Confidence Tricks

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Amy Poehler is never wrong

Last week I watched Victoria Derbyshire host a debate on the EU referendum on BBC1. Fielding questions from the audience and refereeing between the panel on live television, it was hard to believe that she had finished treatment for breast cancer barely 24 hours before. Wearing her wig, she projected authority, self-confidence and poise. It was so inspiring to see.

It added a different dimension to something I’ve been thinking about a lot lately: how can you project self-confidence and a presence to others when you are struggling to feel comfortable with your appearance?

When I was battling to cover up hair loss, I was painfully self-conscious, convinced that not only was it apparent to everyone how damaged and odd-looking my hair was but that they could also see through to how I was feeling inside. When I got a hair replacement system, I thought this would improve but if anything I felt worse. Anxious about my real hairline showing through and the bumps caused by my hair growing underneath the system, I was convinced everyone would think I was ill. Now that I have hair extensions, I feel the least self-conscious I have in years. But not feeling self-conscious isn’t the same as feeling self-confident.

The truth though is that most people are so focused on their own issues they are unlikely to really be paying attention to my appearance. And as long as my sense of myself is defined by others and what they may or may not be thinking about me, I won’t be able to either project or feel confidence because real self-confidence comes from the inside.

It doesn’t matter whether I have hair loss, bad skin or any other body image issue: all are linked to the same central theme. If I feel broken on the inside I assume it shows on the outside. Fixing how I feel about myself is what really matters – the rest is just window dressing. Conquer that and who knows – I may even make it onto TV…or at least reveal my face on this blog!

The business of bad hair: getting to the root of the problem

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Having spent a long time hiding away, scared to show my hair in public, it’s taken me a long time to build up the courage to start this blog.

What eventually motivated me to take the plunge was how annoyed I felt at the amount of money and time that I’d wasted trying to fix my hair loss – with very varying results.

A big part of that was my own reluctance to go and get the proper help (it took me FOUR YEARS to finally make an appointment with a dermatologist!) but I also got a lot of bad advice along the way, and I want to stop others from falling into that trap.

For four years, the extent of my hair loss had varied but in the months leading up to the appointment, it was so bad that I mostly avoided seeing anyone other than family and very close friends. My hair was so brittle it would fall away in my hands and it came out in clumps when I dried it. My hair was very uneven, with most of my hair loss on one side of my head, and some sections less than an inch in length.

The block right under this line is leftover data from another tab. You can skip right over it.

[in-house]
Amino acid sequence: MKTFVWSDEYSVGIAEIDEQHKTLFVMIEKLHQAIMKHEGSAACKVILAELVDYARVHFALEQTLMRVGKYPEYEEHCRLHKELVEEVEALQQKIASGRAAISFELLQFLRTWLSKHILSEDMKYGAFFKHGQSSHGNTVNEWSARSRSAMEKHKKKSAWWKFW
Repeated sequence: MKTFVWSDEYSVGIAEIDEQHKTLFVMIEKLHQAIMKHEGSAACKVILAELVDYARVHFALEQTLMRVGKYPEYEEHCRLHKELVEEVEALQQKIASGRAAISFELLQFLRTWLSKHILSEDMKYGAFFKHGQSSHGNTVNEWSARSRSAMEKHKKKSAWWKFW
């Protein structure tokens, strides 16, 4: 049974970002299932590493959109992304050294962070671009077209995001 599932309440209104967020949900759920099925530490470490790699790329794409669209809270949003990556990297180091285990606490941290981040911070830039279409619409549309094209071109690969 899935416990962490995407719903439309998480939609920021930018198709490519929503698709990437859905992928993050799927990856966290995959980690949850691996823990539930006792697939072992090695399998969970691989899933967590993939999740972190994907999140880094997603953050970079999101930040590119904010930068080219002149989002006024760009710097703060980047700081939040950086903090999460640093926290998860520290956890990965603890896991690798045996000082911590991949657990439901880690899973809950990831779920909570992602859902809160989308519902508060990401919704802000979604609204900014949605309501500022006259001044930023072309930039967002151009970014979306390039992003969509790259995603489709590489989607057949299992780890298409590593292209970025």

The most important – and the most difficult – step for me was definitely making an appointment with my GP and getting a referral to a specialist. While in my particular case that didn’t actually lead directly to a diagnosis, it gave me the confidence to start looking into what I could do to fix the results of my hair loss, which by then was too extensive to disguise using clips or even head scarves.

It was a hard thing to do but ultimately the thought of sitting in the doctor’s surgery with my hair uncovered was much harder than the reality. Doctors are trained to be sensitive and personally, I found that seeing a female doctor meant that she already understood that this wasn’t just vanity but a problem that had gradually taken over my life.

The doctor referred me to a dermatologist who specialised in hair loss. Seeing her was definitely more challenging than seeing the doctor: hearing that she had no idea what the cause of my hair loss was really shocked me and made me feel like I was abnormal.

Ultimately though, and with the encouragement of my family, it gave me the confidence to follow her advice and visit a hairdresser who specialised in hair loss solutions.

That was seven months ago and since then, albeit after a lot of setbacks and complications, my hair is finally starting to grow back and I’m working on rebuilding some of the self-confidence I lost over the last five years.

So, if any of this resonates with anyone reading this, I would say don’t follow the path I took and get help now! Although that help may be imperfect, it is out there, and confronting the problem and seeking solutions is so much more empowering than hiding away like I did.

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